This article is based on a presentation made by Pete Masterson at the 2011 BAIPA Institute held in Oakland, CA on March 12, 2011.
NOTICE: In the time since this article was posted, the competitive situation between CreateSpace (CS) and Lightning Source, Inc. (LSI) has changed. Also, measures by Amazon to discourage the short discount pricing (inherent in this "New Digital Print Business Model" has rendered the strategy presented here to be impractical. Finally, CS has modified their pricing, making them far more competitive with LSI, in spite of their not offering quantity discounts. Thus, many of the figures comparing the two (as digital book printers) are no longer accurate. While I plan to do a thorough re-write of this article, that can not occur for several weeks (from the time this notice is posted).font>
For the past 70 or 80 years, publishers have been following a business model that grew out of certain financial considerations and situations related to the Great Depression. We won't be examining the history of this business model nor any prior variations. What I call The Traditional Business Model is based on the technology, as it has evolved, that was in existence in the early 20th Century.
Briefly, the publisher prepares a manuscript for publishing by processing it through editing, proofreading, typesetting, more proofreading, etc. until it is finally ready for printing. At this point, among other publishing tasks, an estimate of a reasonable press run is determined based on a projection of sales. Bids are obtained from printers. The printer is selected and the books are printed and shipped to the publisher's storage location.
The publisher then ships copies to distributors or wholesalers (as previously arranged) for sale to booksellers and the public. A simplified flowchart of this process might look like this:
The flow of money to the publisher would look like the following. (For the example, we'll assume a 200 page book that sells for $15.95.):
The print cost at a press run of approximately 2000 copies would cost about $2.00 per copy, delivered to the publishers storage location. For the sake of our discussion, we'll ignore the publisher's overhead, editorial and design costs, since for any particular project, those are unaffected by the business model used. So, in this case we will make the following calculation:
Since the total printing bill for 2000 copies was about $4,000.00, we can see that our break even point (the point at which we have paid the costs of acquiring inventory) is about 957 copies.
We can summarize as follows:
At this point we've assumed that the publisher has sold out the complete press run. While that is an ideal situation, it is not usually the case, so any unsold books will lower the amount the publisher receives -- and unsold books will continue to generate storage costs (at least, the inconvenience of having cartons of books filling a spare bedroom, garage, etc.).
The advantage of the traditional business model is that the publisher can (usually) manage to get the most extended exposure of a book to the public by selling through multiple wholesalers (and/or possibly through a distributor (that adds to the distribution channel costs)). This wide exposure is the ideal that publishers generally seek so that the book will maximize sales by being available in as many locations as possible. (Good marketing is to make it easy for customers to buy your product.)
The reality of the traditional business model is that independent publishers can rarely get titles into broad distribution in retail bookstores. Wholesalers do little or nothing to encourage booksellers to order books -- possibly requiring use of more expensive distributors to get bookstores to stock the title. Unsold books are returned, usually in a somewhat beat up condition, making it hard to resell them at full price. And the biggest problem is that publishers can never make an accurate estimate of the book sales, thus the first press run is often too large or a secondary press run is soon required, losing efficiency in the unit price of the book.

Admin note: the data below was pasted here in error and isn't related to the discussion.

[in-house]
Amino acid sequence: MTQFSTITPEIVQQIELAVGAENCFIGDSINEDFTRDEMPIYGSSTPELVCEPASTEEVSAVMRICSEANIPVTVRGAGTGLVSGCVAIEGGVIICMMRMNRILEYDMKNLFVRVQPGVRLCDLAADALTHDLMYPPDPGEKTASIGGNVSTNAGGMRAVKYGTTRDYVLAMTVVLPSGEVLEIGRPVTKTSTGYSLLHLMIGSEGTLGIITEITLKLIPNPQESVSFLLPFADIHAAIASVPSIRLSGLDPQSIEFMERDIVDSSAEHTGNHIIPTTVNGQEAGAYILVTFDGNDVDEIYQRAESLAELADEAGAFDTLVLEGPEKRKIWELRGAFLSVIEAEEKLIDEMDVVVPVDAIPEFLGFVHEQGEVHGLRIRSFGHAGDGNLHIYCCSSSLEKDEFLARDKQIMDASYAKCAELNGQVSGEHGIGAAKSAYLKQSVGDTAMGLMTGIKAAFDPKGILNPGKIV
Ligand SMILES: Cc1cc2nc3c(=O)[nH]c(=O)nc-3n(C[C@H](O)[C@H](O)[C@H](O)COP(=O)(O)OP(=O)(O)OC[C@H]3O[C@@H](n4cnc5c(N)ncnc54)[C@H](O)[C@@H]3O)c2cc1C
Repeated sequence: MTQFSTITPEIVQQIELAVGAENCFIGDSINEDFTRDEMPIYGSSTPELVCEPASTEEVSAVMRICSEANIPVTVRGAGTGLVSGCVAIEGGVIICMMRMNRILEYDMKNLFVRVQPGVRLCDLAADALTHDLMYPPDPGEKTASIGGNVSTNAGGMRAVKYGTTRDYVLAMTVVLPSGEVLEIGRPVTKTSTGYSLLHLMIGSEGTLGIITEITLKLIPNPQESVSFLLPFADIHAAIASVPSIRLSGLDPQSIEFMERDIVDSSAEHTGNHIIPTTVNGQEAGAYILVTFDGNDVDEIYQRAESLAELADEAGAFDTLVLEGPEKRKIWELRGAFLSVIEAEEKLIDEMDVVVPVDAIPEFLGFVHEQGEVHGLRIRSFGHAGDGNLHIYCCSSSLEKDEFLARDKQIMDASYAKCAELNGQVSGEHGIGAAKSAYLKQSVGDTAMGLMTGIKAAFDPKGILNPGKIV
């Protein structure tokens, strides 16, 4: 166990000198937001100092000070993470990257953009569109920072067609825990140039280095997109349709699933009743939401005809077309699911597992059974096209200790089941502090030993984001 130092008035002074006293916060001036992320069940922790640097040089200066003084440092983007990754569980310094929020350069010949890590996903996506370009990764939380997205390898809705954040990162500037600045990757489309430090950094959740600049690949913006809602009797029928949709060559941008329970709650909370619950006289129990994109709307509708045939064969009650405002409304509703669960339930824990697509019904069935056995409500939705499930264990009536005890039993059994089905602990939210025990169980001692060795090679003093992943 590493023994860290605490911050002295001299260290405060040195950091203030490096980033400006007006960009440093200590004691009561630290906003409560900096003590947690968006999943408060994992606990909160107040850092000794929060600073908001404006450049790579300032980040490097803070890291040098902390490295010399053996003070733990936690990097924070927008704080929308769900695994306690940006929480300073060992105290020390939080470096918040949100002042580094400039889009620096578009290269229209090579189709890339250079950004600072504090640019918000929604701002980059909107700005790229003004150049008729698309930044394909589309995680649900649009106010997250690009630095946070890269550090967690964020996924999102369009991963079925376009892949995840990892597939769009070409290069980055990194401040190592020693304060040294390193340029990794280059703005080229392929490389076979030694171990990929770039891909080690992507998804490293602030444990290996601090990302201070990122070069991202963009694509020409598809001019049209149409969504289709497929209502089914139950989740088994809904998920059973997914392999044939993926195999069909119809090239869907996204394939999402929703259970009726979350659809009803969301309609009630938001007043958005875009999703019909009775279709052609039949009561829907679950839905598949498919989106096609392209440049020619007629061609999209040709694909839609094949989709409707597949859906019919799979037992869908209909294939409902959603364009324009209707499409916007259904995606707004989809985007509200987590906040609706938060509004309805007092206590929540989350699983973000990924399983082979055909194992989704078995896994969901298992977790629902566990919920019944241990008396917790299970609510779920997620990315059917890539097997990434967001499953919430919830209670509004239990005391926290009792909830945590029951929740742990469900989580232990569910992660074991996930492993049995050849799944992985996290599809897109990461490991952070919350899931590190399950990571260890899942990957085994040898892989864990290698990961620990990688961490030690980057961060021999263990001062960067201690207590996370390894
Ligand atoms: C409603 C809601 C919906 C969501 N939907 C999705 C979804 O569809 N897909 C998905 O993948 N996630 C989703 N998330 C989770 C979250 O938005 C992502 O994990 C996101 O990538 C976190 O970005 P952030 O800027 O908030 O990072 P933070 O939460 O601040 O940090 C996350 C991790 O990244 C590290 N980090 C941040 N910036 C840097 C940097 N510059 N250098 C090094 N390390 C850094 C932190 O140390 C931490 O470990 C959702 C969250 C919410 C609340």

Starting in about 1985, the confluence of desk top publishing software, laser printers, began a digital revolution in publishing production technology. While, at first, the new systems simply appeared to be the substitution of personal computer software for previously manual or analog systems. However, as the technology evolved, new ways of looking at the publishing business developed. We can substitute some digital processes for the analog systems used in the traditional business model. We stick with the same supply chain and wholesale discounts. I call this the hybrid business model. (It includes elements of the digital system with the traditional thinking for distribution.)
The flow of a manuscript to book now has an alternate approach:
Suddenly, we no longer need to print (and pay for) a large inventory. Using a one-order=one-book print on demand system, no expense is incurred until a book is sold. However, each book costs considerably more than they did when inventory was produced with the highly efficient offset printing in relatively large quantities. Thus, the book that cost $2.00 each (in a press run of 2000) will cost $3.50 per copy. But, this book does not require storage and shipping (paid by the publisher) so the additional $1.00 per copy added to the printed inventory to cover that expense is not incurred.
So, looking at a single book sale, we see this calculation:
Not bad, but the traditional model delivers $4.18 to the publisher under the same sales terms. And there's the issue of returns. Unfortunately, if we're using Lightning Source/Ingram (LSI) for our wholesale system, returns go back to LSI, and then we have the choice of having the (probably damaged) book shipped to us or destroyed. Since the books are rarely in condition to allow easy resale at full price, the best choice seems to have returns destroyed upon receipt by LSI's warehouse.
On the plus side, we do not have to store or handle inventory (except for a small quantity for personal appearance sales and to have on hand for friends and neighbors, etc.) The reality remains that bookstores are not likely to order our books for speculative sales -- indeed, many booksellers are loath to order "POD" books at all due to the non-returnable terms offered when the digital production system was first put in place by Lightning Source/Ingram. But this reality gives us another alternative.
The "out of the box" thinking that truly makes the print on demand (one-order=one-book) method a real profit possibility is that you do not have to give the full 55% standard trade discount when selling books via Lightning Source/Ingram. You are allowed to choose any wholesale discount between 20% and 55%. Let's look at what happens when we choose a 20% wholesale discount: